St. Kitts and Nevis (WINN) — Former Antigua and Barbuda Prime Minister Lester Bird says he fully supports the position taken by Prime Minister Gaston Browne over alleged plans to replace regional airline LIAT with a new Barbados-led airline.
Browne recently launched a verbal tirade against LIAT CEO David Evans, who is alleged to have come up with the plan to prevent an overstaffed and financially-strapped LIAT from dying a “slow, painful death.”
LIAT is headquartered in Antigua and a significant number of the 800 workers of the airline are Antiguan.
Bird told WINN FM Tuesday that Antigua’s contribution to LIAT in terms of significant amounts of money and investments over many decades, cannot simply be ignored today. He argues that LIAT is a key part of the integration movement of the OECS (Organisation of Eastern Caribbean States).
“And you can’t just divest it like that and not integrate it into the whole process of OECS and the others. So my position: any attempt by anybody to try and do that, and this notion of divesting it and taking ATRs and giving them to Barbados and let them form a new company, it’s totally anathema to the whole spirit of what we’re trying to achieve, and the fact that we took taxpayers money,” Bird contends.
“…And I want to say to you, if this is allowed to go through as that, we’ve put a serious kink in the whole notion of trying to unify the Caribbean. Ralph Gonsalves always speaks about the Caribbean civilization, this is certainly not an attempt to create any Caribbean civilization. So I am totally in support of what my Prime Minister is saying, that the impact upon Antigua and its economy, the impact on the fact that Antigua has invested so much in terms of money: cash, and landing fees not being accepted over the years — I mean donkey years — and to just try to treat it as if it’s just another cooperate entity and who has the majority shares can walk away and take half the airline.”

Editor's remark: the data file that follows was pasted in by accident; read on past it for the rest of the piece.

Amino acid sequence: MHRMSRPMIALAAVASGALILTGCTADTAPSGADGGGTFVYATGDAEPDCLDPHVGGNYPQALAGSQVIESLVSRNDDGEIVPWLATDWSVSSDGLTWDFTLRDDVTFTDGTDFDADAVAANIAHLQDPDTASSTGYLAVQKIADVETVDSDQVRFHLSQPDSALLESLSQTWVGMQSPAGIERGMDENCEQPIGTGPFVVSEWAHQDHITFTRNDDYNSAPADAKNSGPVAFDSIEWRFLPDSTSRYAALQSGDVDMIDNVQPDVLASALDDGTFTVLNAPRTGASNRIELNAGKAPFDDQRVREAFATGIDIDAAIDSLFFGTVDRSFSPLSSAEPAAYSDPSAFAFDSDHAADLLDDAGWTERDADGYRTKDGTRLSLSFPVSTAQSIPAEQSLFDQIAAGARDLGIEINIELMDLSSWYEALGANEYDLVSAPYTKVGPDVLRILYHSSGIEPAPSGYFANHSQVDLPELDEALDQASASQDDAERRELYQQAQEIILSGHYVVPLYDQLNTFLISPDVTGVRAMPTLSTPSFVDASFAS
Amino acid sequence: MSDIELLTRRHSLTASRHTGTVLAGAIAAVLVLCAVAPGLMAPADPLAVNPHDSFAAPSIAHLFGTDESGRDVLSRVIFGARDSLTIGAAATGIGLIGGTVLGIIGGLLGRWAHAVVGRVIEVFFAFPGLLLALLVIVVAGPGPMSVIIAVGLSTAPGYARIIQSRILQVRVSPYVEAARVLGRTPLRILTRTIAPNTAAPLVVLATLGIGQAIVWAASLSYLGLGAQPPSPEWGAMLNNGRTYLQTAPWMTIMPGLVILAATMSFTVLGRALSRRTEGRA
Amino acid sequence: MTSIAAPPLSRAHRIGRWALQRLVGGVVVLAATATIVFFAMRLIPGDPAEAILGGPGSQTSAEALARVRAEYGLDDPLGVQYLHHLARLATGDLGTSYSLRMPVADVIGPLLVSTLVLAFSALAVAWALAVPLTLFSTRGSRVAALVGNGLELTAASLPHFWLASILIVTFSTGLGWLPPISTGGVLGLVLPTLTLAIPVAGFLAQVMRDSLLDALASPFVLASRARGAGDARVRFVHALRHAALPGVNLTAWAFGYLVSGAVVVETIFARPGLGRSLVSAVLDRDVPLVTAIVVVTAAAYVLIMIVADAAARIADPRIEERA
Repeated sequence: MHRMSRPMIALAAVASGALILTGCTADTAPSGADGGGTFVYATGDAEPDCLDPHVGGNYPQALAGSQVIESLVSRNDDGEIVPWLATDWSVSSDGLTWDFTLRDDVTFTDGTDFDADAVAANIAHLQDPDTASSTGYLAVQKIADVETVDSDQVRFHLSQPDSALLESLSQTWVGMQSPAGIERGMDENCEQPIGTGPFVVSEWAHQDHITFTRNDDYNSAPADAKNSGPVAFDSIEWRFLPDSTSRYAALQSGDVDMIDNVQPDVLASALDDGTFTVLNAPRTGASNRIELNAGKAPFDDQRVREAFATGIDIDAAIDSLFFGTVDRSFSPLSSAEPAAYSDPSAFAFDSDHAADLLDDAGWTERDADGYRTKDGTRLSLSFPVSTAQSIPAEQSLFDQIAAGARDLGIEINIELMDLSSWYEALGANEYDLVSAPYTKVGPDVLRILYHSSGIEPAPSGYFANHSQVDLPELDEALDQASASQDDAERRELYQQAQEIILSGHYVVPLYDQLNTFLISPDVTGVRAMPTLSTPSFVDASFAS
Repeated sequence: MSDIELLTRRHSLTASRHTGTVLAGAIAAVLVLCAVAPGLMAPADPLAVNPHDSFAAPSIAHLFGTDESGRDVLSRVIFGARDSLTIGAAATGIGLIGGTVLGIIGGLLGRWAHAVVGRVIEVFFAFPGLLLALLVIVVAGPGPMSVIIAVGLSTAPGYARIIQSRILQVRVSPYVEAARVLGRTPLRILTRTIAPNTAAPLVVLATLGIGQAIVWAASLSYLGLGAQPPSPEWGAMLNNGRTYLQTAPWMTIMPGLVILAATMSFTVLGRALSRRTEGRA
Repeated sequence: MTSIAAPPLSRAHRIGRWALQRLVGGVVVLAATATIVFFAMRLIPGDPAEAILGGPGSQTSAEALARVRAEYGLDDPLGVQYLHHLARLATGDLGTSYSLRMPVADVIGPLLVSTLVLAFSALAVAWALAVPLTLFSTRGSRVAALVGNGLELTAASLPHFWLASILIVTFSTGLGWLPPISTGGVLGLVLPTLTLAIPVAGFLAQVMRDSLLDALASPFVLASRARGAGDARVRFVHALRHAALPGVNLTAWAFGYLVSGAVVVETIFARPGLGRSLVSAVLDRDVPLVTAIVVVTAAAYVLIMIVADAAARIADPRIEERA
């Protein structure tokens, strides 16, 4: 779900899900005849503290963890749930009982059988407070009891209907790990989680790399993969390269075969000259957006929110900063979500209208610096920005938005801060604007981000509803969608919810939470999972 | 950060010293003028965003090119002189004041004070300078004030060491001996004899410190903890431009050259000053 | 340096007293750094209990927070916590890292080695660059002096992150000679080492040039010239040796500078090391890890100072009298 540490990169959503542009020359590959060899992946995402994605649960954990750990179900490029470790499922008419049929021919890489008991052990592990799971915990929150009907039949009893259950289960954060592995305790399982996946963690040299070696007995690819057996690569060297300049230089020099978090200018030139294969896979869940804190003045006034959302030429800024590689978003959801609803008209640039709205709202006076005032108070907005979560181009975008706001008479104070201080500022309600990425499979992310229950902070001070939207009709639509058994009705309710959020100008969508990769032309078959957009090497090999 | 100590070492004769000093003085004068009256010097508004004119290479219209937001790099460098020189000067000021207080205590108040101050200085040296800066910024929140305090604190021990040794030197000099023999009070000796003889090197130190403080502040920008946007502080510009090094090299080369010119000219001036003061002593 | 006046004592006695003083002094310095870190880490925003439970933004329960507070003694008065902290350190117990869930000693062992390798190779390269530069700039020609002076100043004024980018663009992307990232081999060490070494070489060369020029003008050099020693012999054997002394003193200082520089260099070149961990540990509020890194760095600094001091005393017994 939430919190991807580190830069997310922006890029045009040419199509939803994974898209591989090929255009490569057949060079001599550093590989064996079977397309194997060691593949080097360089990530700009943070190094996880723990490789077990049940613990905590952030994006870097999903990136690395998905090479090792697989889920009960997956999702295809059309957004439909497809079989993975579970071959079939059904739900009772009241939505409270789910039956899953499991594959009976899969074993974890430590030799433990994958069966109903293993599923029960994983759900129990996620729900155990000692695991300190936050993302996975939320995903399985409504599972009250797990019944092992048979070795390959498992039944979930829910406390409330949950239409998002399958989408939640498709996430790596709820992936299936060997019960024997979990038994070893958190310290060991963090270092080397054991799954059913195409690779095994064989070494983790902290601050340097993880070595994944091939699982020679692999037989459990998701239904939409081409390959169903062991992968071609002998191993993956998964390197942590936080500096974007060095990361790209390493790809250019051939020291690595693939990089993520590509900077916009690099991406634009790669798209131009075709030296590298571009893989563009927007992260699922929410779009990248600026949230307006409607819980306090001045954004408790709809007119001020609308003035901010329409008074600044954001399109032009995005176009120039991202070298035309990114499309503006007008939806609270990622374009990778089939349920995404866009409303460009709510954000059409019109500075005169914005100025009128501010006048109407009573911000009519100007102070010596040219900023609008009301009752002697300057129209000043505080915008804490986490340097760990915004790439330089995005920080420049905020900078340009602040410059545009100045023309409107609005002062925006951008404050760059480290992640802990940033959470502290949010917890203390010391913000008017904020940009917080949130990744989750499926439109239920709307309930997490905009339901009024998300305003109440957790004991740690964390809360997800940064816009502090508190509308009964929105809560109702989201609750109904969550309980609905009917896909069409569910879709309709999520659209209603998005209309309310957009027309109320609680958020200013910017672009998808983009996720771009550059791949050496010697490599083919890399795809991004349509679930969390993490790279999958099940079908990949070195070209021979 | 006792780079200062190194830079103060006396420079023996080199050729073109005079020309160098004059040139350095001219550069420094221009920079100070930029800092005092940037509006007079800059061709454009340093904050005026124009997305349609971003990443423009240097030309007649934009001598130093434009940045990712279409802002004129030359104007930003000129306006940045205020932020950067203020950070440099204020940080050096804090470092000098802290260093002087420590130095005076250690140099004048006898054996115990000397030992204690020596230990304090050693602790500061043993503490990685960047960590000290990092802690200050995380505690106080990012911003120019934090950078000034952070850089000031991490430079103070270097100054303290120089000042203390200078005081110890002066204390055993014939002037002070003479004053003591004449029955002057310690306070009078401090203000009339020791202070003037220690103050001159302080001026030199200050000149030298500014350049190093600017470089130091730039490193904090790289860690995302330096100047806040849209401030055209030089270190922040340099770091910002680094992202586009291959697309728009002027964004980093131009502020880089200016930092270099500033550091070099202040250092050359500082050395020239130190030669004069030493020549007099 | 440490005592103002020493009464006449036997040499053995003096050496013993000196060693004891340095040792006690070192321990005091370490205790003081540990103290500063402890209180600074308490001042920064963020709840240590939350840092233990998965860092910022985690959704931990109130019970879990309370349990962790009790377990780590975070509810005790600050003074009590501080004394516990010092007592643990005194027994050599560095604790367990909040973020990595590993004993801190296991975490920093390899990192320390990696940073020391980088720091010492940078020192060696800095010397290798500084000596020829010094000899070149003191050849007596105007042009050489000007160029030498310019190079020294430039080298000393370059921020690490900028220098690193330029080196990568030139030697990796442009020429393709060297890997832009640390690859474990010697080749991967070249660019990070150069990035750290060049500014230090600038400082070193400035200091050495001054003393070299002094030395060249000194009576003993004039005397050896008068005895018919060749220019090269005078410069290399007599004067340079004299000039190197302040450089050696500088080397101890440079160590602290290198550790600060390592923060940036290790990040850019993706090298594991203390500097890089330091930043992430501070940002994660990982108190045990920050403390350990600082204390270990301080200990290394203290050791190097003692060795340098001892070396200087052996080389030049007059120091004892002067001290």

The former Prime Minister says LIAT cannot survive without interventions, and more governments benefiting from its services should chip in.
“One of the options cannot be to divest it and take off four of the ATRs and let Barbados go and form its own company. That cannot be an option. We should all go together and go the IMF and go to one of the international institutions, and point out that this is essential…to [the] Caribbean, and to the OECS and to CARICOM and to the movement of people. Part of LIAT’s problem is that it’s too expensive to travel between the islands, and there has to be some subvention in order to allow it to operate in a manner in which it can reduce the price of…travelling within the islands.”
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